When struggling band The Sunnys lose a member on the verge of a tour of the Highlands of Scotland, they are left a saxophone short with a series of gigs to fulfil. When Liam is introduced to the band, he is perfect in every sense except one: he is black.
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When psycho saxophonist Malc walks out on The Sunny Sunday Sextet, the five remaining friends decide that for too long they've looked like "a bunch ay farmers at the Christmas dinner dance." Slicked up, they embark on a tour of the Highlands, acquiring a brilliant new sax player, Liam--only he's black. Tensions rise as the tour progresses, particularly for narrator Roddy, who idolises Liam while ignoring his own descent into druggy hell.
Luke Sutherland, shortlisted for the Whitbread's best First Novel Award, begins this novel bravely--perhaps recklessly--with a lengthy, expletive-filled conversation between the five surviving band members. At first, the dialect is hard to grasp, the characters apparently indistinguishable in the often ridiculous banter of five men together. And then, gradually, patterns start to emerge in the improvisation, and individual, idiosyncratic voices come through the melée, voices that become stronger as the novel progresses. The milieu--Scotland, drugs, music--has become overly familiar in the last few years, but Sutherland is his own man: a writer with a brilliant ear for the rhythms of speech, an eye for the tragicomic, and a fine sense of pace--which together draw you in mercilessly. --Alan Stewart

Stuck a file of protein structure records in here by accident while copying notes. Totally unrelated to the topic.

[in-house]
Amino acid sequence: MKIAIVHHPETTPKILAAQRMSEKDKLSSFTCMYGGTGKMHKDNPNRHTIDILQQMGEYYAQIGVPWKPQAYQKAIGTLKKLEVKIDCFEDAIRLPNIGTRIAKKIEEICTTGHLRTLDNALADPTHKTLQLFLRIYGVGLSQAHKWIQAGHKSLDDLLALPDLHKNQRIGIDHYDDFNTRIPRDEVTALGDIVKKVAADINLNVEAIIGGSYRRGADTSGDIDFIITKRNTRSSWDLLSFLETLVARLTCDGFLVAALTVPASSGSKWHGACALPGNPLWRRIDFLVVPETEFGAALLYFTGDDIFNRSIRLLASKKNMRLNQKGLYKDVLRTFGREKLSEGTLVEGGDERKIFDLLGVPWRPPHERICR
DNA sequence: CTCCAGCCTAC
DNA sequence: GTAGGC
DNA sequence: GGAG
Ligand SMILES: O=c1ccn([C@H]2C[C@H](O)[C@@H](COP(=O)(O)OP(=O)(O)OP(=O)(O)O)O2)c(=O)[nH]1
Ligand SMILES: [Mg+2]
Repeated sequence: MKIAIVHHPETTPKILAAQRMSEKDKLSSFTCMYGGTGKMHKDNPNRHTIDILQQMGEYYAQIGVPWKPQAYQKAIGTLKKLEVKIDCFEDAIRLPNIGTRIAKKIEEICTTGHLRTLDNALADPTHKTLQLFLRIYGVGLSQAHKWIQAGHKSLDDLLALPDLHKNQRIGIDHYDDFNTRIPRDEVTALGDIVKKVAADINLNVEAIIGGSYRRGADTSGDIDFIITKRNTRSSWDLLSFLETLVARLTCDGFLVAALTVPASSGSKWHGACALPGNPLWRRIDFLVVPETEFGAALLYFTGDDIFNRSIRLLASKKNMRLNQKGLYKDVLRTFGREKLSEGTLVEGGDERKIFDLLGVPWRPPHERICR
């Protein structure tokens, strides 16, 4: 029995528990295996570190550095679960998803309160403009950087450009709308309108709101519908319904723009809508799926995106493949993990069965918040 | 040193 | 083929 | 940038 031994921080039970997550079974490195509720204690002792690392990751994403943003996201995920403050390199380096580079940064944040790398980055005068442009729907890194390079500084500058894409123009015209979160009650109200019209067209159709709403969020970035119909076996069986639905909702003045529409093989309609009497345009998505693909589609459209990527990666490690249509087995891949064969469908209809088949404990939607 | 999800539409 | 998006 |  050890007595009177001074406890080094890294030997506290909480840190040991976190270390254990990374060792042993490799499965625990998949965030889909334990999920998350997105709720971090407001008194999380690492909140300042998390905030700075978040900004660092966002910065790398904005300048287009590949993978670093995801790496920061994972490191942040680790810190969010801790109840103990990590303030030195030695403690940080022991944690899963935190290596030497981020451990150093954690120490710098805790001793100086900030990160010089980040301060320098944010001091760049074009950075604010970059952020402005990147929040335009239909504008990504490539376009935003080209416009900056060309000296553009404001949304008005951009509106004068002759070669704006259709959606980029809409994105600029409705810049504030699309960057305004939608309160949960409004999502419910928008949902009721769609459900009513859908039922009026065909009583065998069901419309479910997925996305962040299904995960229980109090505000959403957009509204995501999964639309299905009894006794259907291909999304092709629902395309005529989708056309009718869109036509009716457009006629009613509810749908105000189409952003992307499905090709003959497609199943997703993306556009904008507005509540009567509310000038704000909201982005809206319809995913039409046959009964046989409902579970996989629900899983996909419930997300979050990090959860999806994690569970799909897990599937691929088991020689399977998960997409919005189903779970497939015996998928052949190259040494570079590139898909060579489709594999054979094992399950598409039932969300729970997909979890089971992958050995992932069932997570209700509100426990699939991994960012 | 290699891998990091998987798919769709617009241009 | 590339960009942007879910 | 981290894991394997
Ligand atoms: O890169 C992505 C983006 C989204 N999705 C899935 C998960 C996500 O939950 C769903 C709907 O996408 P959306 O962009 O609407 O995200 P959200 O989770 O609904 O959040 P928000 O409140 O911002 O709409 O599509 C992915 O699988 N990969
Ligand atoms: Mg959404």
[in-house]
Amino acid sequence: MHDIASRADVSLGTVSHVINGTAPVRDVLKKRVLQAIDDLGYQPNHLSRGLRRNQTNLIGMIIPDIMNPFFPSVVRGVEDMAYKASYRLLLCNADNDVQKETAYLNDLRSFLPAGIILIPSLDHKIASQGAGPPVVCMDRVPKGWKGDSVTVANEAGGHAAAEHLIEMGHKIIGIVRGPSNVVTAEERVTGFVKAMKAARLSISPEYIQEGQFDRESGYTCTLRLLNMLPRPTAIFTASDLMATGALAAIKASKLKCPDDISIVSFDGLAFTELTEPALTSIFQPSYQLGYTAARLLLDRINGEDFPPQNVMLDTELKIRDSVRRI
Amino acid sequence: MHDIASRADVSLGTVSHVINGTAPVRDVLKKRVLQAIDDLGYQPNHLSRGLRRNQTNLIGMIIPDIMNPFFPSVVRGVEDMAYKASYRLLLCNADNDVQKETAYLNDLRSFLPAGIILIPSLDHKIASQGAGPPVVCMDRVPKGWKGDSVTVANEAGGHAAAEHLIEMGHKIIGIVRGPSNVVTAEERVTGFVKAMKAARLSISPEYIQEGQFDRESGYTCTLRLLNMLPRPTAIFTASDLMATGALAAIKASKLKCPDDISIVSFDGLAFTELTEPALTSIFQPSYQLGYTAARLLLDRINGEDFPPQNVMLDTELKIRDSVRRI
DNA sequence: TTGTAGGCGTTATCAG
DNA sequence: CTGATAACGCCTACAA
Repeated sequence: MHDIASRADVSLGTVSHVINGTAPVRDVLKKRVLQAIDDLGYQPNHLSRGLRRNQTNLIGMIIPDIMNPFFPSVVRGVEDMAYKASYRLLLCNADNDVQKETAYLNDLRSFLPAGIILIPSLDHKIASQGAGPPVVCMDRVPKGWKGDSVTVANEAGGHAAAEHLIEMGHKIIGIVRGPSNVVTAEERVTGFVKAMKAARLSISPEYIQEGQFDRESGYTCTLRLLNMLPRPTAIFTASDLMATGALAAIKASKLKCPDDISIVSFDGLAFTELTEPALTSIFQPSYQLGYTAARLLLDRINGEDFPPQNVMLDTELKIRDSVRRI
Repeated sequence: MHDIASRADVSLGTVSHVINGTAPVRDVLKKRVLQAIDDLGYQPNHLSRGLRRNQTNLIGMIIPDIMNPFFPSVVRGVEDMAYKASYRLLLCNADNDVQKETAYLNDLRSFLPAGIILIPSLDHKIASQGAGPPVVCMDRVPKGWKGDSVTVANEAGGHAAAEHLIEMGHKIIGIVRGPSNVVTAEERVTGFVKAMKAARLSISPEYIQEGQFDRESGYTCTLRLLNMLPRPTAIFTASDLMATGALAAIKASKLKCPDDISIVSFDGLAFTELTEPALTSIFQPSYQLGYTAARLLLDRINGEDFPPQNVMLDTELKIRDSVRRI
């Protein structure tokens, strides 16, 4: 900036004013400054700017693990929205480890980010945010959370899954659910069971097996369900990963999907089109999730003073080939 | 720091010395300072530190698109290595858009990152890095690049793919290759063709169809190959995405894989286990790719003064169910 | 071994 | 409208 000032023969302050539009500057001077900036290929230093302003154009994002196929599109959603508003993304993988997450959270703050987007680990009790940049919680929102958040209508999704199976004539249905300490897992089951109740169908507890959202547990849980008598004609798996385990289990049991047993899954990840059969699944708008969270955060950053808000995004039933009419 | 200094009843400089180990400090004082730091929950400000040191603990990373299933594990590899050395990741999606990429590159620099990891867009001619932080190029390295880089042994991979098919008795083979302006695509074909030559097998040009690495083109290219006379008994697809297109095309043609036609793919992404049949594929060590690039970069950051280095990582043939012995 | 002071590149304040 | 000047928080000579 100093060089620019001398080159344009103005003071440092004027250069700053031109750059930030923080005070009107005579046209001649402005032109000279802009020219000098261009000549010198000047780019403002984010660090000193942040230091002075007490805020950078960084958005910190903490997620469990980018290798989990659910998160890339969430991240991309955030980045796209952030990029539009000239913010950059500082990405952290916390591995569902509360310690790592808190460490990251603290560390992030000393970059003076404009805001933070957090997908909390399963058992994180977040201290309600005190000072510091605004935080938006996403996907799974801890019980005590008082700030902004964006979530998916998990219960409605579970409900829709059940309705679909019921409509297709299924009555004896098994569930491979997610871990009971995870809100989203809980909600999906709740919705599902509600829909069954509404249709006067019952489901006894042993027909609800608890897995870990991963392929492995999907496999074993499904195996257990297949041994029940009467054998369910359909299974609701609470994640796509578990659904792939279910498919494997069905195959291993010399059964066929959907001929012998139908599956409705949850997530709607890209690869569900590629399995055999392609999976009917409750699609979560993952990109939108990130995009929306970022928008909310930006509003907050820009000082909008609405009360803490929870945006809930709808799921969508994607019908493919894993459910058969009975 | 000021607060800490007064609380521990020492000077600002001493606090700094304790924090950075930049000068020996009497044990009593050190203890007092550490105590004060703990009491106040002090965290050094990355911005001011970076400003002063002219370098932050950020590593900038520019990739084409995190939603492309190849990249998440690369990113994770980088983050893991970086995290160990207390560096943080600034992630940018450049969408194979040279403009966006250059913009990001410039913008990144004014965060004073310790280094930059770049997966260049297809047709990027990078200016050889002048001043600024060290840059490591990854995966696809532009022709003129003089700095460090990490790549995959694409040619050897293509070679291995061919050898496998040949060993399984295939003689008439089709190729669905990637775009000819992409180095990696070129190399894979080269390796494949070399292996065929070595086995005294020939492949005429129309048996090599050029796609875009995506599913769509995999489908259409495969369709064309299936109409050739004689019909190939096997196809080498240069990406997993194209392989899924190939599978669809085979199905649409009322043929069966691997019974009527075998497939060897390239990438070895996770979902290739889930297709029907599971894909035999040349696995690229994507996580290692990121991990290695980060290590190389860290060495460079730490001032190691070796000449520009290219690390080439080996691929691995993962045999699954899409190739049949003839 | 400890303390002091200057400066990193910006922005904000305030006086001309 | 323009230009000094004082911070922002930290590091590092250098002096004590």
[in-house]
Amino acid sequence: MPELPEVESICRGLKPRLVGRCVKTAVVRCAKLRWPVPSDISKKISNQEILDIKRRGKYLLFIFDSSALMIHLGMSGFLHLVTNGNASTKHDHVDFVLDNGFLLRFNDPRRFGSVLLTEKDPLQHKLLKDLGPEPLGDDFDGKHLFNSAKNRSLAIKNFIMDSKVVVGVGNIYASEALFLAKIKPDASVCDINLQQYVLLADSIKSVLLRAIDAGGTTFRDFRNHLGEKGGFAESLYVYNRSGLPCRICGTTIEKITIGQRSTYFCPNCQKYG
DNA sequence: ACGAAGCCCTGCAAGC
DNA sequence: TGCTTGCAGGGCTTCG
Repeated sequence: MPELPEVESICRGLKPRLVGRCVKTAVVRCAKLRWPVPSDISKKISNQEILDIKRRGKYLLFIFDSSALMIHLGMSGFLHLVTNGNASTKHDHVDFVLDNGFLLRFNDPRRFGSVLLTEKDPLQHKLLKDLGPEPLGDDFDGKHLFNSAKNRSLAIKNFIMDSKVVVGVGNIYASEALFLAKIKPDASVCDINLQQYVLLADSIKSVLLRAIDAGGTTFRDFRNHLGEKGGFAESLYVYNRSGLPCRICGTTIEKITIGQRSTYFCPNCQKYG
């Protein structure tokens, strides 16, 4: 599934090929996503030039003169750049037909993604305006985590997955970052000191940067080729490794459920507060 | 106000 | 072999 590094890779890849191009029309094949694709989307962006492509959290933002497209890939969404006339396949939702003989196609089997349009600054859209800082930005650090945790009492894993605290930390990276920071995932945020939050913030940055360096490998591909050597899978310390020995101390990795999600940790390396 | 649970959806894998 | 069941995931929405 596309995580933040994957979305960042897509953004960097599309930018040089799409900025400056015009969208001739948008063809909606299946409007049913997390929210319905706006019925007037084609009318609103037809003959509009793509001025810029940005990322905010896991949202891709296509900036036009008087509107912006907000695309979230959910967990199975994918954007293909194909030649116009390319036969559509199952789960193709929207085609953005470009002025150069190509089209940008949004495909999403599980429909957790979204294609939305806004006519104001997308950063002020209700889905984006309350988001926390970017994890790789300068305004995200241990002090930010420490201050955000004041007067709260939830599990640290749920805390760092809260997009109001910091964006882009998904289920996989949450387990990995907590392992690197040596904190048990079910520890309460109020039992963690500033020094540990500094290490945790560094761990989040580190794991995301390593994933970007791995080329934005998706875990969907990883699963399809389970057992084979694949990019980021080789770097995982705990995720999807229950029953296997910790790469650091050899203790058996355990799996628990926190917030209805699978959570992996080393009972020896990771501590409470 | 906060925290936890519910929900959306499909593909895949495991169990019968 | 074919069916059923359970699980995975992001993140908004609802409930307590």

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Book Description Anchor, 1998. Paperback. Book Condition: New. Bookseller Inventory # P111862300305
Book Description Anchor, 1998. Paperback. Book Condition: New. Bookseller Inventory # DADAX1862300305
Book Description Anchor, 1998. Paperback. Book Condition: New. book. Bookseller Inventory # 1862300305